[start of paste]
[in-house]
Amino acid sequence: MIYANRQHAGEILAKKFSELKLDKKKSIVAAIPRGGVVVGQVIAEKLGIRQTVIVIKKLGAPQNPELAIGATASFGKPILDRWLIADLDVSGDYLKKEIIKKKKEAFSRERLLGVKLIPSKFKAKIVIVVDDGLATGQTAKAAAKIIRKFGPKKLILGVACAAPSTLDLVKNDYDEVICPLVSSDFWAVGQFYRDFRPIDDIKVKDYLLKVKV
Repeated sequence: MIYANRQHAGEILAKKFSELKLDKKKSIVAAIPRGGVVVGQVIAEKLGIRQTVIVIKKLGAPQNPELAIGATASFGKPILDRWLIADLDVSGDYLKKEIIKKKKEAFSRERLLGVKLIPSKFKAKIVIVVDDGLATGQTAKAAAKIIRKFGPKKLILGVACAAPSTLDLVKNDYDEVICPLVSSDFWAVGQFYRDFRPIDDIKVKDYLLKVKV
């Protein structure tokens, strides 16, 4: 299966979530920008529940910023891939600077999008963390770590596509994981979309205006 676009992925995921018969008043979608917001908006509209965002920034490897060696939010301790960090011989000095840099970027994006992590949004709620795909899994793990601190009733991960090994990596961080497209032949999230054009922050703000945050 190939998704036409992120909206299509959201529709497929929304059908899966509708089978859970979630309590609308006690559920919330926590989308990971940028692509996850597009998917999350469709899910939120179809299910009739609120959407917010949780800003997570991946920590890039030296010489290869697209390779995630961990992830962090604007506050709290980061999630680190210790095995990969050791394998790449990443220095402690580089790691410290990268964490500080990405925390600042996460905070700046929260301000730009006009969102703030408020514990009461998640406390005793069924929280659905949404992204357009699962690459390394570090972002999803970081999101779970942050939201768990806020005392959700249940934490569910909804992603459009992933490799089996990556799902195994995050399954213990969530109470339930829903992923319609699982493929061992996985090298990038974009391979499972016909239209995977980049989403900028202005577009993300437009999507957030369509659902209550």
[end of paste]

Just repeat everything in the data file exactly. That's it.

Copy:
[in-house]
Amino acid sequence: MIYANRQHAGEILAKKFSELKLDKKKSIVAAIPRGGVVVGQVIAEKLGIRQTVIVIKKLGAPQNPELAIGATASFGKPILDRWLIADLDVSGDYLKKEIIKKKKEAFSRERLLGVKLIPSKFKAKIVIVVDDGLATGQTAKAAAKIIRKFGPKKLILGVACAAPSTLDLVKNDYDEVICPLVSSDFWAVGQFYRDFRPIDDIKVKDYLLKVKV
Repeated sequence: MIYANRQHAGEILAKKFSELKLDKKKSIVAAIPRGGVVVGQVIAEKLGIRQTVIVIKKLGAPQNPELAIGATASFGKPILDRWLIADLDVSGDYLKKEIIKKKKEAFSRERLLGVKLIPSKFKAKIVIVVDDGLATGQTAKAAAKIIRKFGPKKLILGVACAAPSTLDLVKNDYDEVICPLVSSDFWAVGQFYRDFRPIDDIKVKDYLLKVKV
């Protein structure tokens, strides 16, 4: 299966979530920008529940910023891939600077999008963390770590596509994981979309205006 676009992925995921018969008043979608917001908006509209965002920034490897060696939010301790960090011989000095840099970027994006992590949004709620795909899994793990601190009733991960090994990596961080497209032949999230054009922050703000945050 190939998704036409992120909206299509959201529709497929929304059908899966509708089978859970979630309590609308006690559920919330926590989308990971940028692509996850597009998917999350469709899910939120179809299910009739609120959407917010949780800003997570991946920590890039030296010489290869697209390779995630961990992830962090604007506050709290980061999630680190210790095995990969050791394998790449990443220095402690580089790691410290990268964490500080990405925390600042996460905070700046929260301000730009006009969102703030408020514990009461998640406390005793069924929280659905949404992204357009699962690459390394570090972002999803970081999101779970942050939201768990806020005392959700249940934490569910909804992603459009992933490799089996990556799902195994995050399954213990969530109470339930829903992923319609699982493929061992996985090298990038974009391979499972016909239209995977980049989403900028202005577009993300437009999507957030369509659902209550």